of ft-lbs per radian, K| is a unit-less gain, and Hf(s) and Hb(s) are unit-less transfer
functions, then the system can be described as follows:
Ke =
0A, where: (2.1.1)
/v
Ke is defined as the effective environmental stiffness,
0A is defined as the position input at the operator interface, and
is defined as the commanded torque output at the operator interface, and is
defined by the following equation :
ta = K|Hf(s)KeHb(s)0A (2.1.2)
thus, the effective environment stiffness can be described as :
Ke = K|Hf(s)KeHb(s) (2.1.3)
As stated previously, the ideal system has no information loss. In this case, no
information loss requires the effective and the actual environmental stiffness to be the
same, or:
K|Hf(s)Hb(s) = 1 (2.1.4)
Even in this simple model, this condition can not be met. The forward transfer
function, Hf(s)9 includes the actuator and associated control loops. The typical actuator
provides a torque output, which is integrated twice to define position output. The
10
additional compensation control laws required to assure actuator stability result in a
minimum of a third order system in the forward path. This results in, typically, a low-
pass filter that is unity for low frequencies and attenuated for high frequencies. The
time delay 1 will force a reduction in loop gain, in order to maintain a stability criteria.
The implications to the effective stiffness are that there will be some range of
frequencies over which the maximum loop gain is achieved.
It is important to note that the these limitations are a direct result of hardware selection.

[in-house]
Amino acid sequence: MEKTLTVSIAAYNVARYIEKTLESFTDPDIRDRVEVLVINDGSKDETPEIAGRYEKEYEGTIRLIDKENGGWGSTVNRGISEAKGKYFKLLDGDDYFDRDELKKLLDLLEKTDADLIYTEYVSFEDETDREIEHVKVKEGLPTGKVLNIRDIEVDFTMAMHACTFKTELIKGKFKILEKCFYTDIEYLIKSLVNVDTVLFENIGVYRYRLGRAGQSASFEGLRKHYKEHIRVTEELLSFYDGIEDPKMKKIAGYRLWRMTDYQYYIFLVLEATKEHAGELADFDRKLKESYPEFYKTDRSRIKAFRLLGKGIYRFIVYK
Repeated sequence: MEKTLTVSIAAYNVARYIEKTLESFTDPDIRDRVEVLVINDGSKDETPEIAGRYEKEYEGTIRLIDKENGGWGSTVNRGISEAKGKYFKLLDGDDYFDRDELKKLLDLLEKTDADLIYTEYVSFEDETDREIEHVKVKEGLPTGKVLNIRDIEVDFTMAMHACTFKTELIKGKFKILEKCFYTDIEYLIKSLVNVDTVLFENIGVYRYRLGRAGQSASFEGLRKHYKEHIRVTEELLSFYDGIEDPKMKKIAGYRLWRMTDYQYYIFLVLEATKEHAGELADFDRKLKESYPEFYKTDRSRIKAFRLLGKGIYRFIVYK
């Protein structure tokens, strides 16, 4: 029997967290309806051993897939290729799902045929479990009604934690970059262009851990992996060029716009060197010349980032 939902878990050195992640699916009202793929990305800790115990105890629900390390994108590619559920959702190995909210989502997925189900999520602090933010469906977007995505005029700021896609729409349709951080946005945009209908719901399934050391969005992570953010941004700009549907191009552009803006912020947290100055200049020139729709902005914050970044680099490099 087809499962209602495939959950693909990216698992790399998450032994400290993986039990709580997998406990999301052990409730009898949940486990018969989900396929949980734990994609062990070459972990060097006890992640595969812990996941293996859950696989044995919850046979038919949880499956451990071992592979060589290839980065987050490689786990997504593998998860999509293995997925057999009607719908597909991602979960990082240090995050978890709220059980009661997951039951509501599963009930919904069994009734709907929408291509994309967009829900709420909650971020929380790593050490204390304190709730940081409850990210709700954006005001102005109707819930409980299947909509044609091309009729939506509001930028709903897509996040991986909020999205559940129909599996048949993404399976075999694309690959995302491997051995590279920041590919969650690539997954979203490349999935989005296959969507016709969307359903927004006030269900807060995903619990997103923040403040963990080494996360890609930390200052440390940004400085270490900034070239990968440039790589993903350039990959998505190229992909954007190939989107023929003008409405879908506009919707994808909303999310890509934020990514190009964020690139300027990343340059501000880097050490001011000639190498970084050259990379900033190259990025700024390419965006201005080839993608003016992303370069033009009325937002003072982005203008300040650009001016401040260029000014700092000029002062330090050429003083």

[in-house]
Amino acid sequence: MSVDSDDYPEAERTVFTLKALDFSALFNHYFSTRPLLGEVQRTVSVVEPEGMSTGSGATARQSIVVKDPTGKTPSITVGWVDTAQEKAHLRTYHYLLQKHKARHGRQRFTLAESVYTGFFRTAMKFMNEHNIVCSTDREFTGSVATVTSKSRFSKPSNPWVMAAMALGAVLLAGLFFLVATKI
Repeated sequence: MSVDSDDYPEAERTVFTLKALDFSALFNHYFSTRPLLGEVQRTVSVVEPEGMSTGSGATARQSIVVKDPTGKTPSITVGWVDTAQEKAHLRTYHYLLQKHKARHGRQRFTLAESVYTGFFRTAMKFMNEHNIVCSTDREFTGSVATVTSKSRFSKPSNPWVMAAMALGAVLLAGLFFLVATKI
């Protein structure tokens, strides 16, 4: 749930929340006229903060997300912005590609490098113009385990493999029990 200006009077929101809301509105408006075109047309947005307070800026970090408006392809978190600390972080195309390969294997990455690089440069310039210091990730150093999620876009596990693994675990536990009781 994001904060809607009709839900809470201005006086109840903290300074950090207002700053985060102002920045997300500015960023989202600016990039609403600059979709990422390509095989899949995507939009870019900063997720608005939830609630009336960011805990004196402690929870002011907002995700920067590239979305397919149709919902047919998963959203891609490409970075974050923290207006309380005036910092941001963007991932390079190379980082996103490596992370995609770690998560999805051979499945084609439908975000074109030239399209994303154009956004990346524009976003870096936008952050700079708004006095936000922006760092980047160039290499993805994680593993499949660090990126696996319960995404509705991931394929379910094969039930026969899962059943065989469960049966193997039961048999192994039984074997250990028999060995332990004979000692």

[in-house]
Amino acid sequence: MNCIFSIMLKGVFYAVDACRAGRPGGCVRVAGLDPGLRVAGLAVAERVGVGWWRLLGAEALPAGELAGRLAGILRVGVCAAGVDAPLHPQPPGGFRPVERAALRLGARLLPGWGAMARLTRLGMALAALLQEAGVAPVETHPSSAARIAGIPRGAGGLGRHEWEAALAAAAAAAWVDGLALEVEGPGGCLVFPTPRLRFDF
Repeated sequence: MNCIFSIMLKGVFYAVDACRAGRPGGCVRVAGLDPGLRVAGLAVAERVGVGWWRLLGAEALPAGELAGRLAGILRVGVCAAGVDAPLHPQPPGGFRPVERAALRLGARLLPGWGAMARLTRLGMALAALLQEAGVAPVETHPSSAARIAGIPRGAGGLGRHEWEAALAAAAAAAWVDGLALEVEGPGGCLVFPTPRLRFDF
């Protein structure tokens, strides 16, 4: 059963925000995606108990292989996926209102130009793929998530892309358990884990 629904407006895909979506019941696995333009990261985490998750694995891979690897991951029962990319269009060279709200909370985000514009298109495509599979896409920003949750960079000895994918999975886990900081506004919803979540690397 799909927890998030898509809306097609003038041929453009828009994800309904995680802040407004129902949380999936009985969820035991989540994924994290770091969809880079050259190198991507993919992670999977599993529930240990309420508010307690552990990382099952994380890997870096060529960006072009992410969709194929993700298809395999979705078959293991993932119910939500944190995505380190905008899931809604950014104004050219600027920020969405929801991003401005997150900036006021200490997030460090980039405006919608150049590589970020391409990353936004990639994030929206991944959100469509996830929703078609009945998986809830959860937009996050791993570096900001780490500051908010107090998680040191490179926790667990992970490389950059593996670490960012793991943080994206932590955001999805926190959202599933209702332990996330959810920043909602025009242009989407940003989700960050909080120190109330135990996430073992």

The choice of hardware properties will not be examined by this thesis. Instead this
thesis will offer approximations to some critical hardware related parameters.
Thus we have concluded that the system will not be able to reconstruct the task
stiffness, Ke, at the operator interface to the system.
There is an important assumption made in this simple analysis; the environment can be
modelled as a pure stiffness. This assumption will need to be examined later. Even
this simple model provides useful insights into the features that have implications upon
the usefulness of teleoperation systems specifically, the loop transfer function proves
to be the limiting factor of the ability of the operator to perceive the environmental
stiffness. 1
1 Time delay modelling and effects are discussed in Appendix A.
11
2.2 Specification of Thesis Parameters
Recalling that the effects of the following characteristics, reference section 1.3, are to
be analyzed; (1) Slave Position-Loop Bandwidth, (2) Controller Sample Rate, and (3)
Computational Architecture, a more general system model is required. This model
must provide the following features:
1) Programmable slave position-loop bandwidth with a common damping ratio.